But if all you pay attention to is that Biggie song, then you’ll miss the most glorious part of the original song. You’ll miss the horns, man.
2. We’ll get there but first, a little disclaimer: disco? We’re talking about disco? We’re following a post about the greatest rapper of all time with one on an 80s album, a classic but still. Is this MFer serious? Dear reader, we’re here to say that yes we are indeed dead serious. Buckle up and unlock those hips, it’s gonna be fun.
3. By 1980, Diana Ross had it made. By whatever metric you want to look at it, Ross was very much an entire big deal in an industry full of them, perhaps the biggest big deal singer of big deal singers. She had moved from an insanely prolific-slash-genius-slash-influential-slash-we’re-running-out-of-adjectives run as the lead singer of The Supremes, who were the actual most successful act of Motown and who were basically neck and neck with The Beatles by the end of their run. They had scored a dozen №1 singles and sold more than a handful dozens of millions of albums between 1959 and 1977.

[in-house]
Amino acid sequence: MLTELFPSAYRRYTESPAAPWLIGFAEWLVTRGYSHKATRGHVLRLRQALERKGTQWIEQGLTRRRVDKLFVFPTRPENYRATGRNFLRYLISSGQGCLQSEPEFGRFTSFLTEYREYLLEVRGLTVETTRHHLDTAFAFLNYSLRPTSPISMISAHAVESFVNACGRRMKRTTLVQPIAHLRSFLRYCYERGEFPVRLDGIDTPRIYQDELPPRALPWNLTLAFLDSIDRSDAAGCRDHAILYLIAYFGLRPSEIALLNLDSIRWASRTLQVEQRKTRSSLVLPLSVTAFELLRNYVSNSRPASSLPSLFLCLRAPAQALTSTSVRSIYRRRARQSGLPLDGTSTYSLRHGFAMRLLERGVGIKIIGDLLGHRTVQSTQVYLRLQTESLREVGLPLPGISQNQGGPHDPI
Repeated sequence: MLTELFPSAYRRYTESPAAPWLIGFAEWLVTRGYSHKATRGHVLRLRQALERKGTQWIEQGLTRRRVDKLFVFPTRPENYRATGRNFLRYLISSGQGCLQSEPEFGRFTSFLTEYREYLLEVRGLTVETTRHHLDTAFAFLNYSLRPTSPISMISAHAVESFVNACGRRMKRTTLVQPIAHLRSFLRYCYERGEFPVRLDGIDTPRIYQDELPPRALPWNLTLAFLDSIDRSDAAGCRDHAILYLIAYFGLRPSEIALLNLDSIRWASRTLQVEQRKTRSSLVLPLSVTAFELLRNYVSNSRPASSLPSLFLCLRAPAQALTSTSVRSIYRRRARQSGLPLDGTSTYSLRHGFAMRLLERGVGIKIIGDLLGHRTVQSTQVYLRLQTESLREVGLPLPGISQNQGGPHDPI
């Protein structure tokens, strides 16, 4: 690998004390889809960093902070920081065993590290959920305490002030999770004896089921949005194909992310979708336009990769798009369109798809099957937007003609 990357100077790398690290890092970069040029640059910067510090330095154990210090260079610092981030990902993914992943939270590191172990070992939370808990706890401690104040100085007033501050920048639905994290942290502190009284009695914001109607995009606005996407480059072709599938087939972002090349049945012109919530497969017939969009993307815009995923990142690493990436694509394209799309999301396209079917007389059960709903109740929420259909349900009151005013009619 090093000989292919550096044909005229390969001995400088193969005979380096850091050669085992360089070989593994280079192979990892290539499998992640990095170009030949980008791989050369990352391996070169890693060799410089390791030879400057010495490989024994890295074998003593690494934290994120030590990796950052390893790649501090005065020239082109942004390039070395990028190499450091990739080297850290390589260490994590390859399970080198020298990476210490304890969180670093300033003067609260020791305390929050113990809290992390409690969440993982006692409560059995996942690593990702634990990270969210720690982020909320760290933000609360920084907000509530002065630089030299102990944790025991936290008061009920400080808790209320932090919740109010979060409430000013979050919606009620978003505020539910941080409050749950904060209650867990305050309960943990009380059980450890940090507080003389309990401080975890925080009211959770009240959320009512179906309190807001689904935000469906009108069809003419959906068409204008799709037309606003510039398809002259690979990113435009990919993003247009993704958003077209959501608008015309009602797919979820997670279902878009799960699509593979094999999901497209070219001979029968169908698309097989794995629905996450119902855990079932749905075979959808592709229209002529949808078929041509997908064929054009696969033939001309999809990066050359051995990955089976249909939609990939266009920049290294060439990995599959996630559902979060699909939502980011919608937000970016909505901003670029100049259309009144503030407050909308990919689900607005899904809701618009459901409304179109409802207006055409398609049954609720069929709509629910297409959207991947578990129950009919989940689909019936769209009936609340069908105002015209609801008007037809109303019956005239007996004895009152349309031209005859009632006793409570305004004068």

By the mid 1970s, Ross had embarked on a solo run and immediately scored hit after hit. She had made movies too, even hosting the 1974 Academy Awards, but then had hit a little bit of a lull in the second half of the 1970s. Albums Baby It’s Me and Ross did fine, but nothing more. And anyway, Ross wasn’t in the fine business.
Whichever way you cut it, Ross was a star twice over by the end of the 1970s decade. This much was clear. Less clear was where her next hit would come from. Her last №1 hit, which is of course an insane and unjust way of judging artists but we’re working with what we have here, had come four years earlier. Was it preposterous to say that someone like Ross, with her career and standing, needed a hit in 1980? Probably, but there’s some truth to it.
4. Can an album that made it to №1, sold roughly 10 millions worldwide copies despite no lead single, and which Rolling Stone eventually hailed as the 394th best album of all time, can such an album be overrated? We say yes, because it’s not the CHIC mix of diana that folks first got to hear — but we’ll get to that too.